Because the American consumer no longer has any disposable income. It all went up. Shopping used to be a hobby for so many. Let's go shopping, you know? Not now. 

The retailer also said it would close 150 stores by the end of March, including 41 Sears outposts and 109 Kmart locations.

Sears’s poor holiday season sales illustrate the depth of the company’s problems. Sales at Sears and Kmart stores open more than a year declined 12 to 13 percent. That performance comes in a holiday shopping season in which the retail industry is generally expected to have fared well, with a forecast from the National Retail Federation predicting 3.6 percent sales growth.

It's not just Sears.

Sears is not alone among its traditional retailing peers in delivering weak sales during this crucial period. Macy’s said this week that its comparable sales dipped 2.7 percent in November and December, while Kohl’s reported a decline of 2.1 percent on that measure.

And yet somehow we were being told all the way through what a great economy we had going.

Not only were sales lower than forecast, they down period!

The Craftsman sale will give Sears an infusion of cash as it aims to repair its troubles. Black & Decker has big plans to grow the Craftsman brand.

‘‘This agreement represents a significant opportunity to grow the market by increasing the availability of Craftsman products to consumers in previously underpenetrated channels,’’ James M. Loree, Stanley Black & Decker’s chief executive, said in a statement. ‘‘We intend to invest in the brand and rapidly increase sales through these new channels, including retail, industrial, mobile and online.’’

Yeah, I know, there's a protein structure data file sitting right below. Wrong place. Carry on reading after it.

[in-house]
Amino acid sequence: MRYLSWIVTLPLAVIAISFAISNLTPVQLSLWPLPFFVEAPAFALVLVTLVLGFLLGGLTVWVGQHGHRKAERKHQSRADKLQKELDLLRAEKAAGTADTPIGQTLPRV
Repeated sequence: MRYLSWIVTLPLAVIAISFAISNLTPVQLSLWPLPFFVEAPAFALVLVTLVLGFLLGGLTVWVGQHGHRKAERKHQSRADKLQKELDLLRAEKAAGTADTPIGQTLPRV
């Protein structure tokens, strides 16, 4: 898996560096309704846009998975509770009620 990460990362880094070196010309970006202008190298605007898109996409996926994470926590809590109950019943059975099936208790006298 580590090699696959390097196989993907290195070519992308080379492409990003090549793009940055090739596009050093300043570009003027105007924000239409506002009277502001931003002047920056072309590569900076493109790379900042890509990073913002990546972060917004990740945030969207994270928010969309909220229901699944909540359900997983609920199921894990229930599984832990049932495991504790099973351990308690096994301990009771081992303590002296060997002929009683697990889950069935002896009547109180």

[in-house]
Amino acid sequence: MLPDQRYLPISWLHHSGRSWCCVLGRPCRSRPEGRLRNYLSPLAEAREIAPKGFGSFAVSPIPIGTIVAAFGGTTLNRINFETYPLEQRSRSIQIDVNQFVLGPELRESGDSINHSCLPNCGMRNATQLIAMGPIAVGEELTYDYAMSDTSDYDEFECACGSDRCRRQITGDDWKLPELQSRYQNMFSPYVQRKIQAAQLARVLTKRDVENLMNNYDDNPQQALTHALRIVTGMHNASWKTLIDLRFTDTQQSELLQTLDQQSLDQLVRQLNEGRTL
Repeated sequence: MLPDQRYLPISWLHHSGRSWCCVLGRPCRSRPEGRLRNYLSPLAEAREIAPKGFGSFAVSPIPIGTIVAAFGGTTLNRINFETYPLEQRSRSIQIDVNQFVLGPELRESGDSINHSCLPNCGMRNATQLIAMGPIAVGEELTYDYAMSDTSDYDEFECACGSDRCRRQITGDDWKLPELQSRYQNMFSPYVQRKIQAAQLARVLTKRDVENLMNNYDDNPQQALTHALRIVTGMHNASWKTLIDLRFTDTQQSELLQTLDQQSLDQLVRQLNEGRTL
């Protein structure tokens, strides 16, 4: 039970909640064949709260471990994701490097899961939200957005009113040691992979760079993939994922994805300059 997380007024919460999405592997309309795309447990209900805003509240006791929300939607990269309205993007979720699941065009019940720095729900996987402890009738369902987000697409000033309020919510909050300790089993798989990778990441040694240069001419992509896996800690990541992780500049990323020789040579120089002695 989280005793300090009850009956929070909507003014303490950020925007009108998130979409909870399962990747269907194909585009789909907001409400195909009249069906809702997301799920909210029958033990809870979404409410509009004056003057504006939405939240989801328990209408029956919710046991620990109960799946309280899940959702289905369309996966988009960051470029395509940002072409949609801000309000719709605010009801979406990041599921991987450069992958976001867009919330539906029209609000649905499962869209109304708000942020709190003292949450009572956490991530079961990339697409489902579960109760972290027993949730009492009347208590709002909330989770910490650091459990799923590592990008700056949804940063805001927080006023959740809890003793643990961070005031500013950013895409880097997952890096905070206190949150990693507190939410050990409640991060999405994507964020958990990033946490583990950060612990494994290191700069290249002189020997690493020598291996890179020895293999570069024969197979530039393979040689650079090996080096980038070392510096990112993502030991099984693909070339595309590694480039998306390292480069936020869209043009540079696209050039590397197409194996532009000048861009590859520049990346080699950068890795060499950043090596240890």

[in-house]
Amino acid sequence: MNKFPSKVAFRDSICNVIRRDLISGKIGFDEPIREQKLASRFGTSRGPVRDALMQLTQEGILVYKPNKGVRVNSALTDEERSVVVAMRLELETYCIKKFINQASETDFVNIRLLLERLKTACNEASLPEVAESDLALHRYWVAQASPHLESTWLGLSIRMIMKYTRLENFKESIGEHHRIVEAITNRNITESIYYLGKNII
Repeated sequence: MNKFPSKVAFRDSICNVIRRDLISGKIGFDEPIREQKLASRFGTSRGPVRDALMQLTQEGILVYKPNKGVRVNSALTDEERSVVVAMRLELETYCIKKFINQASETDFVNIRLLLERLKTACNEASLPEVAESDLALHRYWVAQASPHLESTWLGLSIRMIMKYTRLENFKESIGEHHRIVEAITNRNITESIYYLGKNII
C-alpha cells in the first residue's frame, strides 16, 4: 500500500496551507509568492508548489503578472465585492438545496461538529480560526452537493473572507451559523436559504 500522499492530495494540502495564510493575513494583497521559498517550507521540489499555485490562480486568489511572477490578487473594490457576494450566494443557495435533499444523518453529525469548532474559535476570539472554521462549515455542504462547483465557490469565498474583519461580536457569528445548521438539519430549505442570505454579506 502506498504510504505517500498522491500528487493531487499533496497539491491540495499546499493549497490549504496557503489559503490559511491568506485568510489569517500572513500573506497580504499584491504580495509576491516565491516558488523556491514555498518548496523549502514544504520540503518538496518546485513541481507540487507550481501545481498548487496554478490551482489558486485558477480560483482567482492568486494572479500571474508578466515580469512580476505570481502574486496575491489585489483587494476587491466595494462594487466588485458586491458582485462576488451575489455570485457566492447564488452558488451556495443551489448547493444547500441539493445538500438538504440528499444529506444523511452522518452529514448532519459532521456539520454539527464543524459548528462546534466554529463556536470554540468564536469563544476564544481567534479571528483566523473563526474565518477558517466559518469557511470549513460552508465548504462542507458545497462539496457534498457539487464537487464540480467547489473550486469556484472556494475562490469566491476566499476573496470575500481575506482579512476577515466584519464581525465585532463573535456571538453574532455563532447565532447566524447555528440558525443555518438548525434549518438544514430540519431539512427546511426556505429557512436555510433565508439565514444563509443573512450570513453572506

Black & Decker also pledged that it would expand its manufacturing operations in the United States to support its plans for Craftsman, adding that it has already grown its American manufacturing workforce by 40 percent in the past three years....

Call it the Trump effect.


"Sears plummets after filing sparks concern that end is near" by Nick Turner and Lauren Coleman-Lochner Bloomberg News  March 22, 2017

NEW YORK — Sears Holdings Corp. suffered its worst stock decline in more than two years after acknowledging “substantial doubt” about its future, raising fresh concerns about the survival of a company that was once the world’s largest retailer.

Sears added so-called going-concern language to its latest annual report filing, suggesting that weak earnings have cast a pall on its ability to keep operating. The 131-year-old department-store chain, which has lost more than $10 billion in recent years, was cited last year by Fitch Ratings as a company carrying a high risk of defaulting.


“They’ve got all kinds of issues,” said Noel Hebert, an analyst at Bloomberg Intelligence. Though the company has enough cash to get through 2017, there are plenty of troubling signs, he said. Its declining payables-to-inventory ratio, for instance, shows that vendors have been increasingly reluctant to keep the retailer stocked.